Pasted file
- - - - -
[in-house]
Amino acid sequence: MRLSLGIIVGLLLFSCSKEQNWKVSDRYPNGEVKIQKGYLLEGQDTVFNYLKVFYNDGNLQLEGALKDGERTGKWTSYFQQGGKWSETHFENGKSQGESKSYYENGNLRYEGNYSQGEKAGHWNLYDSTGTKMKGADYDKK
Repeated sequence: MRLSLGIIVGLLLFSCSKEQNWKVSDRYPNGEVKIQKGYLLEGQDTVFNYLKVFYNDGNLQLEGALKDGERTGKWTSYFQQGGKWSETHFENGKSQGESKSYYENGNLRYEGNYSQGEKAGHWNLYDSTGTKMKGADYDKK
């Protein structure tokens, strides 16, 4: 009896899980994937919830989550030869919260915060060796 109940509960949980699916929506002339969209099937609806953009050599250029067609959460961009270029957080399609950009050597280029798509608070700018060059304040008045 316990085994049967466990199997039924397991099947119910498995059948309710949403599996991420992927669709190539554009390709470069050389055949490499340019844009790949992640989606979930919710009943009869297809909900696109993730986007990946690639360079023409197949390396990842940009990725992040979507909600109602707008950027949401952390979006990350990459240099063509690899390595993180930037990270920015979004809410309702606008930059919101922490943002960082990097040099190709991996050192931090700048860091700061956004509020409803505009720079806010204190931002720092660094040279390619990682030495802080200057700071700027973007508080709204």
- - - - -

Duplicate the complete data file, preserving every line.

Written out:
[in-house]
Amino acid sequence: MRLSLGIIVGLLLFSCSKEQNWKVSDRYPNGEVKIQKGYLLEGQDTVFNYLKVFYNDGNLQLEGALKDGERTGKWTSYFQQGGKWSETHFENGKSQGESKSYYENGNLRYEGNYSQGEKAGHWNLYDSTGTKMKGADYDKK
Repeated sequence: MRLSLGIIVGLLLFSCSKEQNWKVSDRYPNGEVKIQKGYLLEGQDTVFNYLKVFYNDGNLQLEGALKDGERTGKWTSYFQQGGKWSETHFENGKSQGESKSYYENGNLRYEGNYSQGEKAGHWNLYDSTGTKMKGADYDKK
């Protein structure tokens, strides 16, 4: 009896899980994937919830989550030869919260915060060796 109940509960949980699916929506002339969209099937609806953009050599250029067609959460961009270029957080399609950009050597280029798509608070700018060059304040008045 316990085994049967466990199997039924397991099947119910498995059948309710949403599996991420992927669709190539554009390709470069050389055949490499340019844009790949992640989606979930919710009943009869297809909900696109993730986007990946690639360079023409197949390396990842940009990725992040979507909600109602707008950027949401952390979006990350990459240099063509690899390595993180930037990270920015979004809410309702606008930059919101922490943002960082990097040099190709991996050192931090700048860091700061956004509020409803505009720079806010204190931002720092660094040279390619990682030495802080200057700071700027973007508080709204």